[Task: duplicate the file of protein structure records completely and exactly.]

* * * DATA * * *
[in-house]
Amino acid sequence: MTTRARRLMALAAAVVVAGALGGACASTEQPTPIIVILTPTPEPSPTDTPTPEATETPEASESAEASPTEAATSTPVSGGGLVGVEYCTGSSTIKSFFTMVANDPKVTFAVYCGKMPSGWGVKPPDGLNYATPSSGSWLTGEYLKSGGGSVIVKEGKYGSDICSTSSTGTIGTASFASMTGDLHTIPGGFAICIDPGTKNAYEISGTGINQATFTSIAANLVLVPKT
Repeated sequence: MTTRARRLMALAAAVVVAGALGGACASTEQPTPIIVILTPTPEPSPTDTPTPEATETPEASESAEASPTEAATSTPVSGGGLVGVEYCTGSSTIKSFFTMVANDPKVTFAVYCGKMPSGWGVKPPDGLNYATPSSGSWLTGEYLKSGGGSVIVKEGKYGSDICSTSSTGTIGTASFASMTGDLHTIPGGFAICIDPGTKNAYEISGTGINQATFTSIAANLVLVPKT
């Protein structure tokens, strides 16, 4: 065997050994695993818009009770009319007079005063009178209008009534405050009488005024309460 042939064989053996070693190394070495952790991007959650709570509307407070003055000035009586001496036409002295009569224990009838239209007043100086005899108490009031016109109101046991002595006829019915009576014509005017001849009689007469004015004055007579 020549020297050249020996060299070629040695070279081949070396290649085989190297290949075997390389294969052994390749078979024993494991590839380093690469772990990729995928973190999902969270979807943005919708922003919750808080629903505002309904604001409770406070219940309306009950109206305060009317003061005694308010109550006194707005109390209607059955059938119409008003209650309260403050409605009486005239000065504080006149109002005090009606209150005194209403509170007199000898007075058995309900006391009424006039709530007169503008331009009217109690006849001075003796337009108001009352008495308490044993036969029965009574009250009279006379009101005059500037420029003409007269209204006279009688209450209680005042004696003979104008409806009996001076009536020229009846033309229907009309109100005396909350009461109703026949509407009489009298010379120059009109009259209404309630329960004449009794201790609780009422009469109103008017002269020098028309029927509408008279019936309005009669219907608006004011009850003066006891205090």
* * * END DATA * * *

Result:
[in-house]
Amino acid sequence: MTTRARRLMALAAAVVVAGALGGACASTEQPTPIIVILTPTPEPSPTDTPTPEATETPEASESAEASPTEAATSTPVSGGGLVGVEYCTGSSTIKSFFTMVANDPKVTFAVYCGKMPSGWGVKPPDGLNYATPSSGSWLTGEYLKSGGGSVIVKEGKYGSDICSTSSTGTIGTASFASMTGDLHTIPGGFAICIDPGTKNAYEISGTGINQATFTSIAANLVLVPKT
Repeated sequence: MTTRARRLMALAAAVVVAGALGGACASTEQPTPIIVILTPTPEPSPTDTPTPEATETPEASESAEASPTEAATSTPVSGGGLVGVEYCTGSSTIKSFFTMVANDPKVTFAVYCGKMPSGWGVKPPDGLNYATPSSGSWLTGEYLKSGGGSVIVKEGKYGSDICSTSSTGTIGTASFASMTGDLHTIPGGFAICIDPGTKNAYEISGTGINQATFTSIAANLVLVPKT
């Protein structure tokens, strides 16, 4: 065997050994695993818009009770009319007079005063009178209008009534405050009488005024309460 042939064989053996070693190394070495952790991007959650709570509307407070003055000035009586001496036409002295009569224990009838239209007043100086005899108490009031016109109101046991002595006829019915009576014509005017001849009689007469004015004055007579 020549020297050249020996060299070629040695070279081949070396290649085989190297290949075997390389294969052994390749078979024993494991590839380093690469772990990729995928973190999902969270979807943005919708922003919750808080629903505002309904604001409770406070219940309306009950109206305060009317003061005694308010109550006194707005109390209607059955059938119409008003209650309260403050409605009486005239000065504080006149109002005090009606209150005194209403509170007199000898007075058995309900006391009424006039709530007169503008331009009217109690006849001075003796337009108001009352008495308490044993036969029965009574009250009279006379009101005059500037420029003409007269209204006279009688209450209680005042004696003979104008409806009996001076009536020229009846033309229907009309109100005396909350009461109703026949509407009489009298010379120059009109009259209404309630329960004449009794201790609780009422009469109103008017002269020098028309029927509408008279019936309005009669219907608006004011009850003066006891205090």